A business analyst is a person who analyzes, organizes, explores, scrutinizes and investigates an organization and documents its business and also assesses the business model and integrates the whole organization with modern technology. The Business Analyst role is mostly about documenting, verifying, recording and gathering the business requirements and its role is mostly associated with the information technology industry.
BA CoEs, in one form or another, have been around for over two decades. This longevity may very well speak for itself as this is a very long time given today’s appreciation and variety of methodologies, and the technological developments to support them. Much of the discussions around BA CoEs however have remained static. While other disciplines have modified their approach to continue to be of value; allying their tactic to compliment the focal points of a company, the dialogue around business analysis and BA CoEs has remained limited to the subject of process.
As businesses acknowledge the value of business analysis – the result of the absolute necessity to drive business results through projects – they are struggling to figure out three things:
What are the characteristics of their current BA workforce, and how capable does their BA team need to be?
What is needed to build a mature BA Practice?
How are we going to get there?
Creating a BA Center of Excellence (BA COE) is a proven method for effectively reaching these goals with a BA team. In addition to improving BA performance in the traditional fields of elicitation and drafting, they aid in improving the other ‘soft’ skills that are becoming increasingly mandatory for a BA to possess.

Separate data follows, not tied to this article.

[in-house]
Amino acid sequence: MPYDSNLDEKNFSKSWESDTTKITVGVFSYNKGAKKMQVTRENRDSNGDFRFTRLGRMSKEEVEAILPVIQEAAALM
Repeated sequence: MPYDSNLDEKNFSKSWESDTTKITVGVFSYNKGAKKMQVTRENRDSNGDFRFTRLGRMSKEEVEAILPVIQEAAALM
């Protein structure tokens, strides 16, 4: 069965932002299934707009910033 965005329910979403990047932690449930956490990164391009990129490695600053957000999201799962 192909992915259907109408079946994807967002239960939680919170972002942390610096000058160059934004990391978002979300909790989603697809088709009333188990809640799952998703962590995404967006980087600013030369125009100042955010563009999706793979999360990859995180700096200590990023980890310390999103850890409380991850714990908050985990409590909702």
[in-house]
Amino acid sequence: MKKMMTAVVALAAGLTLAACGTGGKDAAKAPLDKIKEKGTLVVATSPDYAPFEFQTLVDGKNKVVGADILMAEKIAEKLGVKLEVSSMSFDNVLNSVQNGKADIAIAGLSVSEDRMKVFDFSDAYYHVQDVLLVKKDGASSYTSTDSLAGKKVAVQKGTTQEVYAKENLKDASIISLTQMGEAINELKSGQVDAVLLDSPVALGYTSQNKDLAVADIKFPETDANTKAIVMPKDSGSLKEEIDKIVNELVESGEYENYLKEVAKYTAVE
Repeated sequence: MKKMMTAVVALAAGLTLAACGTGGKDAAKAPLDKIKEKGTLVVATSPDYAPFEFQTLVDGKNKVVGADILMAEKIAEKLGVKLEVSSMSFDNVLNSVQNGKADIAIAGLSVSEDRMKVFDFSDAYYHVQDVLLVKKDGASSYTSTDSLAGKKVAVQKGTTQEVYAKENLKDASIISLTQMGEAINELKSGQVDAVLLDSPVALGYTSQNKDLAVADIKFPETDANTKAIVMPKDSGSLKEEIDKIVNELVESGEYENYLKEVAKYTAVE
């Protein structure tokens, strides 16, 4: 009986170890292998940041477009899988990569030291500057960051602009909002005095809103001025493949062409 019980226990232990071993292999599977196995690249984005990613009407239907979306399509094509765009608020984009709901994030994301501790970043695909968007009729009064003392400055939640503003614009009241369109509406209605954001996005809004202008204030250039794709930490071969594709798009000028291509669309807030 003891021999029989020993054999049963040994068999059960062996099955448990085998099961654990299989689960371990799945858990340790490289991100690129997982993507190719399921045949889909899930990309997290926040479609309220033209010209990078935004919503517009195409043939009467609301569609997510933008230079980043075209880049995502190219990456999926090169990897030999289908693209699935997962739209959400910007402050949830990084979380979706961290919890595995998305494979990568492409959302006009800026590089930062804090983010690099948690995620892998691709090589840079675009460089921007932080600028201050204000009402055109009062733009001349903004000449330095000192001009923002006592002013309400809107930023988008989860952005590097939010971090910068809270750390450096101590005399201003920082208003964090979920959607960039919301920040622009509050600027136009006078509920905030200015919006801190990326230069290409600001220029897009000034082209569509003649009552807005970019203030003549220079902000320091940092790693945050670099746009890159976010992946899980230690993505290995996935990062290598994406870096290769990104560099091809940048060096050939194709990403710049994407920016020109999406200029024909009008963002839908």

Babies and Business Analysts go through four stages, as they open their eyes and see.
In Stage 1, with eyes closed, BAs are blind to their organization’s mess.
In Stage 2, as their eyes begin to open, BAs see in black and white: a single process step, template or isolated requirement.
In Stage 3, the mobile movement of the outside world attracts and delights them: industries, methodologies, collaborations and emerging trends.
In Stage 4, they strengthen their muscles: the analytical and creative skills used to facilitate organizational futures and protect their parent enterprise in this new economic climate.
In the twenty-first century, business processes have become more complex; i.e., more interconnected, interdependent, and interrelated than ever before. Businesses today are rejecting traditional organizational structures to create complex communities comprised of alliances with strategic suppliers, outsourcing vendors, networks of customers, and partnerships with key political groups, regulatory entities, and even competitors.
Understanding why BA CoPs fail is an essential part of strategic planning. If you can identify the gaps in your own organization, you will be in a much better position to put a plan in place to "Mind the Gap." This article will look at 10 common reasons why BA CoPs fail.
Part 1 of this series examined the components a Business Analysis Community of Practice should optimally include. This article sets out the first four steps that must be taken in order to establish a successful BA CoP.
It’s commonly agreed that it’s good to floss, eat plenty of fruit and have a Business Analysis Community of Practice. So why is there no common industry definition of what a BA CoP is, what it does, and how to protect it from “cost-saving” initiatives?
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